Programmer's Guide To Theory - Practical Grammar
Written by Mike James   
Wednesday, 24 January 2024
Article Index
Programmer's Guide To Theory - Practical Grammar
Extended BNF
Green Dreams
Travelling the Tree

Extended BNF

To make repeats easier you will often find that an extended BNF notation is used where curly brackets are used to indicate that the item can occur as many times as you like – including zero. In this notation:

<variable> -> <letter> {<letter>}

means “a variable is a letter followed by any number of letters”. Another extension is the use of square brackets to indicate an optional item. For example:

<integer constant> -> [+|-] <digit> {<digit>}

means that you can have a plus or minus sign  or no sign at all in front of a sequence of at least one digit.

The notation isn't universal by any means but something like it is often used to simplify BNF rules.

If you know regular expressions you might recognize some of the conventions used to specify repeated or alternative patterns. This is no accident. Both regular expressions and BNF are capable of parsing regular languages. The difference is that BNF can do even more. See the previous chapter for a specification of what sorts of grammars are needed to model different complexities of language and machines.

BNF in Pictures - Syntax Diagrams

You will also encounter BNF in picture form. Syntax diagrams or "railroad diagrams" are often used as an easy way to understand and even use BNF rules.

The idea is simple - each diagram shows how a non-terminal can be constructed from other elements. Alternatives are shown as different branches of the diagram and repeats are loops. You construct a legal string by following a path through the diagram and you can determine if a string is legal by finding a path though the diagram that it matches.

For example the following syntax diagram is how Pascal defined a variable name: 


It corresponds to the rules

<letter> -> <letter><letterordigit>

If you want to see more syntax diagrams simply see if your favourite language has a list of them.

Here is a classic example in the 1973 document defining Pascal - scroll to the end of the pdf for the syntax diagrams. 


Why bother?

So what have we got so far?

A grammar is a set of rules which defines the types of things that you can legitimately write in a given language.

As such this is very useful because it allows designers of computer languages to define the language unambiguously.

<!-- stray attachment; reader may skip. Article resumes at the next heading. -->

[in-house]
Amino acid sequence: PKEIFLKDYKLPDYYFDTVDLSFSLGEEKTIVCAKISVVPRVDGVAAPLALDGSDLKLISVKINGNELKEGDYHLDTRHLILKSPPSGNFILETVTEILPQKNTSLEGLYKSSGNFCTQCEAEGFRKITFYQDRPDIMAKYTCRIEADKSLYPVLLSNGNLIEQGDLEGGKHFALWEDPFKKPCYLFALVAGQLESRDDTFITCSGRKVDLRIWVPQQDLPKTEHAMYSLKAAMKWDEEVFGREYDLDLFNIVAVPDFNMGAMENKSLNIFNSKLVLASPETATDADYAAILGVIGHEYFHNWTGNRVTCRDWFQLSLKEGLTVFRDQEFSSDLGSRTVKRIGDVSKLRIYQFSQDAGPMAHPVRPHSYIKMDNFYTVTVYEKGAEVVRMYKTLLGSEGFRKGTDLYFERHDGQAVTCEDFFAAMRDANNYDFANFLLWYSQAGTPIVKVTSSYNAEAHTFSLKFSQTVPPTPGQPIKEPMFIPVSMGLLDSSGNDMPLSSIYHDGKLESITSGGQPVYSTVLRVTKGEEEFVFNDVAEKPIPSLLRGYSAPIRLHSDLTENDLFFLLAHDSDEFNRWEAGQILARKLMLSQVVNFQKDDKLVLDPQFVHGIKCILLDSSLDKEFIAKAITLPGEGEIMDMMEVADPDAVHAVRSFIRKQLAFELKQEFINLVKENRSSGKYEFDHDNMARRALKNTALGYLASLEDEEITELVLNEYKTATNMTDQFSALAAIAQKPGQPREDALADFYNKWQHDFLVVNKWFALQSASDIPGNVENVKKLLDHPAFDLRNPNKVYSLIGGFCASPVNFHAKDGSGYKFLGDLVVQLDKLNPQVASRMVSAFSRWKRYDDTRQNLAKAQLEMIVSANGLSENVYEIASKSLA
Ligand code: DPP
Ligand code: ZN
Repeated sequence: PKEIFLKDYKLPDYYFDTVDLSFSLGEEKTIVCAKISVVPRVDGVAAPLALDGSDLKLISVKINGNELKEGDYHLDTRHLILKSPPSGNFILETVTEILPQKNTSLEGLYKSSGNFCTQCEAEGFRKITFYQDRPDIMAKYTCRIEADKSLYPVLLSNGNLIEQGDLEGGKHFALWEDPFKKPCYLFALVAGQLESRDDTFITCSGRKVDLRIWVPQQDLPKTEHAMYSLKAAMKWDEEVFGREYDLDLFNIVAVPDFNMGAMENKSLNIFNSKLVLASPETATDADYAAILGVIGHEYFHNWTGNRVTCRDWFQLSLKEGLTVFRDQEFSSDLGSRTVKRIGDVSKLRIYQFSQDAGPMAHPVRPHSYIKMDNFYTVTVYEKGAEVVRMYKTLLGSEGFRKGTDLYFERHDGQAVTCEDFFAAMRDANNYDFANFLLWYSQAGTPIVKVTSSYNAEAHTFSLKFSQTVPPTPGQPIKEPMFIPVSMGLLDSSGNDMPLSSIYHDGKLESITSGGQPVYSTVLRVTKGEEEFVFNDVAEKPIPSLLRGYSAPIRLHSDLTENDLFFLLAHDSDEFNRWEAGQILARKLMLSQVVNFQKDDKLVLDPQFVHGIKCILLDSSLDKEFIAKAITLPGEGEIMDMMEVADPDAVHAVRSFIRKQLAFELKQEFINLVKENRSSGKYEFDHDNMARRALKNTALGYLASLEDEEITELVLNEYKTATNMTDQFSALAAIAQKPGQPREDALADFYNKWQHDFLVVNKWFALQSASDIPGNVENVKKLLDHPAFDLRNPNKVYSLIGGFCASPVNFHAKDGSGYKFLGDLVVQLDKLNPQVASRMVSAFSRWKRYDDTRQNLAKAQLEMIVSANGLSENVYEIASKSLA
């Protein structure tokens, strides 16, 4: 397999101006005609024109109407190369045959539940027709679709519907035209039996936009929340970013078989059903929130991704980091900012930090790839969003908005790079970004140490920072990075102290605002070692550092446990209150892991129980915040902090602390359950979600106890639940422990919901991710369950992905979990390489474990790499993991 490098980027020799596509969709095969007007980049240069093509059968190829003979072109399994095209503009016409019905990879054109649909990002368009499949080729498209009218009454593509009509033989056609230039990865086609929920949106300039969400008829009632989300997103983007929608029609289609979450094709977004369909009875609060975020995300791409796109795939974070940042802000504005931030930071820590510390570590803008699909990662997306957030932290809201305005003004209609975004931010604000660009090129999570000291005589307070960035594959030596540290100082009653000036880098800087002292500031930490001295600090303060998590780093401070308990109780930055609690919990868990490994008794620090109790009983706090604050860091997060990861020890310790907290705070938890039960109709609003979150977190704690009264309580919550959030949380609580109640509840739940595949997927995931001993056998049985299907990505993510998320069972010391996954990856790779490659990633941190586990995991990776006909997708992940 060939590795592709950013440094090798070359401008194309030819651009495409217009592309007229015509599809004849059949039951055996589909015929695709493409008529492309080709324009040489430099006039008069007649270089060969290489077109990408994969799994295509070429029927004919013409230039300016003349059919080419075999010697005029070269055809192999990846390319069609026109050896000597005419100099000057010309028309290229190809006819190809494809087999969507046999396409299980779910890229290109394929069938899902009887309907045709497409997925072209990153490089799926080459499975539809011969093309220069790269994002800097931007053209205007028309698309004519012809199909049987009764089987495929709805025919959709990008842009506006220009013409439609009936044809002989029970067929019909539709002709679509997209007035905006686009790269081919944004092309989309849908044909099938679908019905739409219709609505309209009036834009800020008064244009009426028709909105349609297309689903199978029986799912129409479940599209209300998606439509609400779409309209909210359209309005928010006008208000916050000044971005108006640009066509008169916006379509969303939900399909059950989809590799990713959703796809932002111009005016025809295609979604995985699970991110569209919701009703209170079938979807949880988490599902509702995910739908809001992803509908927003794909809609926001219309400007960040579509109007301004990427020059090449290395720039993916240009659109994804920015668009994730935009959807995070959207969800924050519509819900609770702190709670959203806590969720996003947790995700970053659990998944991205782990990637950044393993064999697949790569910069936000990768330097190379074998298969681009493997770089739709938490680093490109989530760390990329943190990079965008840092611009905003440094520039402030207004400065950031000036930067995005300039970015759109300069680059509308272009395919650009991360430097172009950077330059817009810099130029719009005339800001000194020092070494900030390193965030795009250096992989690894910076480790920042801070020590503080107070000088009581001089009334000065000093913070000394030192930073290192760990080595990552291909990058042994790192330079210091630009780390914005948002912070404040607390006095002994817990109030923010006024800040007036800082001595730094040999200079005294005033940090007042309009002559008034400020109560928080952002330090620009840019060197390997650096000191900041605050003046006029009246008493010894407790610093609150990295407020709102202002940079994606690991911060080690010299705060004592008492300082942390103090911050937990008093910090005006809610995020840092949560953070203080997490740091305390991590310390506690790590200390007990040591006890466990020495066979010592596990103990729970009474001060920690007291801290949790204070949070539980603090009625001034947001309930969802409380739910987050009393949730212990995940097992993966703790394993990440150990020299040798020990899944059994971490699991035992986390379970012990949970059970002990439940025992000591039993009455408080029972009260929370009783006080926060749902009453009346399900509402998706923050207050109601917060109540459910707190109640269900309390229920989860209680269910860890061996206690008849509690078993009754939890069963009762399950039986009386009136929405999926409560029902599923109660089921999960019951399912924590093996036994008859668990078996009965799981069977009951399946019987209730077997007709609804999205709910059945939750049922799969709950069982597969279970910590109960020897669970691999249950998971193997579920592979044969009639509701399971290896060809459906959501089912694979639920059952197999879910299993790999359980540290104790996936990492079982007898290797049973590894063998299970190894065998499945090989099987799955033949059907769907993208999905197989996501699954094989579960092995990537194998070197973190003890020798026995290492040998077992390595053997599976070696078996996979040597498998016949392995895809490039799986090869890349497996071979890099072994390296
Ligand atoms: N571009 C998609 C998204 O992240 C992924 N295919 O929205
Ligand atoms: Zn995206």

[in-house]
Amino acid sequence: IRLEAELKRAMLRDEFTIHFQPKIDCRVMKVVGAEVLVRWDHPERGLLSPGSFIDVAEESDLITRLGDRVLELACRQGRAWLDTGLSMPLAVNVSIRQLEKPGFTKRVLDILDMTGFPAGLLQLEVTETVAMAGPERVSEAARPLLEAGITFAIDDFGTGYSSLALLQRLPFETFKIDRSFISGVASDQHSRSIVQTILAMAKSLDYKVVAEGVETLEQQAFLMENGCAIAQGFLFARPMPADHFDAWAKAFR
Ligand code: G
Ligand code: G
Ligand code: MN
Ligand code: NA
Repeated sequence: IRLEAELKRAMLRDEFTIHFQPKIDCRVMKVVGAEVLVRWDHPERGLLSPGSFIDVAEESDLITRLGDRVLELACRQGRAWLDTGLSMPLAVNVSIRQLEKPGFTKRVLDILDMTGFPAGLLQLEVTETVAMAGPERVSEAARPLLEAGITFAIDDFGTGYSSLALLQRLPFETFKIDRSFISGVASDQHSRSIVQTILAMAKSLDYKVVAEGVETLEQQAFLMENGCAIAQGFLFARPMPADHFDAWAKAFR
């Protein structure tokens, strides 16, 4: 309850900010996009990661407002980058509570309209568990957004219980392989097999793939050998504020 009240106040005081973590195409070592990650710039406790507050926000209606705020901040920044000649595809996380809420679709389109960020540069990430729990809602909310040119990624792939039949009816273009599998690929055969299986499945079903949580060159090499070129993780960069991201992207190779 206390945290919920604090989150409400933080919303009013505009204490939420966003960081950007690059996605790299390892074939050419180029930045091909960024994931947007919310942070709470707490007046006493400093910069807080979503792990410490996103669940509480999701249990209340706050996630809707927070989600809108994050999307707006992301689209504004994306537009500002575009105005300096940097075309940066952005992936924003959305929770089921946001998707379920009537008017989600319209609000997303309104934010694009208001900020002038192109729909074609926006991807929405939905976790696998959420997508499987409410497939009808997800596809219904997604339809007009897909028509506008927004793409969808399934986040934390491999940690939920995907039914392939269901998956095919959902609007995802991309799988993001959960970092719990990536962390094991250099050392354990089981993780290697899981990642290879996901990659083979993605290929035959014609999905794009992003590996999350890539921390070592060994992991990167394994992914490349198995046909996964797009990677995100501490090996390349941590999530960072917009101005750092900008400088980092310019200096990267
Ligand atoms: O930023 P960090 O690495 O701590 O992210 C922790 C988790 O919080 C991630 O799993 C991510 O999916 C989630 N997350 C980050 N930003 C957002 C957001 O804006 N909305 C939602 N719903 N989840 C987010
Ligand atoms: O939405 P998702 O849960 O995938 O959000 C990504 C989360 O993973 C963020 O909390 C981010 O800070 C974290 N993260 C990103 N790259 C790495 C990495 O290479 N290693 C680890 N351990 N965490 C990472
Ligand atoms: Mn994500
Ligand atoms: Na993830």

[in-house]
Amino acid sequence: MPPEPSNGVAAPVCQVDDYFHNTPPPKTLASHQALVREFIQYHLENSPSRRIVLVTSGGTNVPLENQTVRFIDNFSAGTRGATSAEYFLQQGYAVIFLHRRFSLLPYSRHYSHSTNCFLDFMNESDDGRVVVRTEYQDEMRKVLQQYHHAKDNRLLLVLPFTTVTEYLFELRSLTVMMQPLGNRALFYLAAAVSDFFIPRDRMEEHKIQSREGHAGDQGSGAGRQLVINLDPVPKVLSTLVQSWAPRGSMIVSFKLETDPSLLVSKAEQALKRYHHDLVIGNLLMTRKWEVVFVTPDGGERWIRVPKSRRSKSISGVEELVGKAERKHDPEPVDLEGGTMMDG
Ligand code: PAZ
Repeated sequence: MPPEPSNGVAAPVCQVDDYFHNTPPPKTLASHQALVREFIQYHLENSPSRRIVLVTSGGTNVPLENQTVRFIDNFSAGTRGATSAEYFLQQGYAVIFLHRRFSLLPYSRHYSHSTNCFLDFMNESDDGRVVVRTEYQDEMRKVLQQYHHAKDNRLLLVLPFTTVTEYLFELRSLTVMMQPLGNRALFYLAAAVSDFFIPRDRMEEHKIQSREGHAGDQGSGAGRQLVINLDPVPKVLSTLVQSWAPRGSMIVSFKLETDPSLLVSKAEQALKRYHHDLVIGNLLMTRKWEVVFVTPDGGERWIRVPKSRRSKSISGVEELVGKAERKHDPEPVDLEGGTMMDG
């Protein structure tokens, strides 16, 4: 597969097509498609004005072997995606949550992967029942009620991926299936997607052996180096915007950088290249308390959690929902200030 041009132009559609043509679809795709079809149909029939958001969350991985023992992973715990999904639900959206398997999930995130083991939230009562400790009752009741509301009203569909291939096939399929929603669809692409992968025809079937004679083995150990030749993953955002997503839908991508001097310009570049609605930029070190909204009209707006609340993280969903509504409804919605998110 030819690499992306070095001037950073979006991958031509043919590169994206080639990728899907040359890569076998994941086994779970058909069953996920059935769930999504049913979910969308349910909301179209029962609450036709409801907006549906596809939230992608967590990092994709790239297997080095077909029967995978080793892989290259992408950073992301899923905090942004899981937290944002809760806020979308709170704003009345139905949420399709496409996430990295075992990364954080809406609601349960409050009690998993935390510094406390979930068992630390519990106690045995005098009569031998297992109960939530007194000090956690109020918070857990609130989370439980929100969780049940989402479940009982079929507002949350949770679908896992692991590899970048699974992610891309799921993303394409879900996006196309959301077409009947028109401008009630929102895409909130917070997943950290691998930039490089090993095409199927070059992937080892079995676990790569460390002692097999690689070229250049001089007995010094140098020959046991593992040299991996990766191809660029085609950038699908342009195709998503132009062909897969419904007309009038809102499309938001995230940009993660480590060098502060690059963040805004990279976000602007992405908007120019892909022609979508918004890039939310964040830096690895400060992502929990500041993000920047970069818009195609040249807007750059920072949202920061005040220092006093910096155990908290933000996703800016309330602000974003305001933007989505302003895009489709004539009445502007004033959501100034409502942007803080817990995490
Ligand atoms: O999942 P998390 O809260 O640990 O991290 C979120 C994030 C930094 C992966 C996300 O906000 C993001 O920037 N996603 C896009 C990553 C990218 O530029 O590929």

If you look at the definition of almost any modern language – C, C++, C#, Java, Python, Ruby and so on - you will find that it is defined using some form of BNF. However you will also find languages that don't bother. For example, the language PHP just sort of grew and was defined by its implementation. Only later did anyone go back and work out what the BNF needed to define it actually was. See - PHP Gets A Formal Specification 

For example, if you lookup the grammar of C++ you will discover than an expression is defined as:

    expression , assignment-expression

Which in our BNF notation would be

<expression>-> <assignment-expression>|
               <expression> , <assignment-expression>

As already mentioned, sometimes the BNF has to be supplemented by the occasional note restricting what is legal – for example no BNF grammar can restrict the length of a terminal string to a given number of characters. 

This use of BNF in defining a language is so obviously useful that most students of computer science and practicing programmers immediately take it to heart as a good method.

This use of BNF in defining a language is so obviously useful that most students of computer science and practicing programmers immediately take it to heart as a good method. Things really only seem to begin to go wrong when parsing methods are introduced. Most people just get lost in the number and range of complexity of the methods introduced and can’t see why they should bother with any of it.

Last Updated ( Wednesday, 24 January 2024 )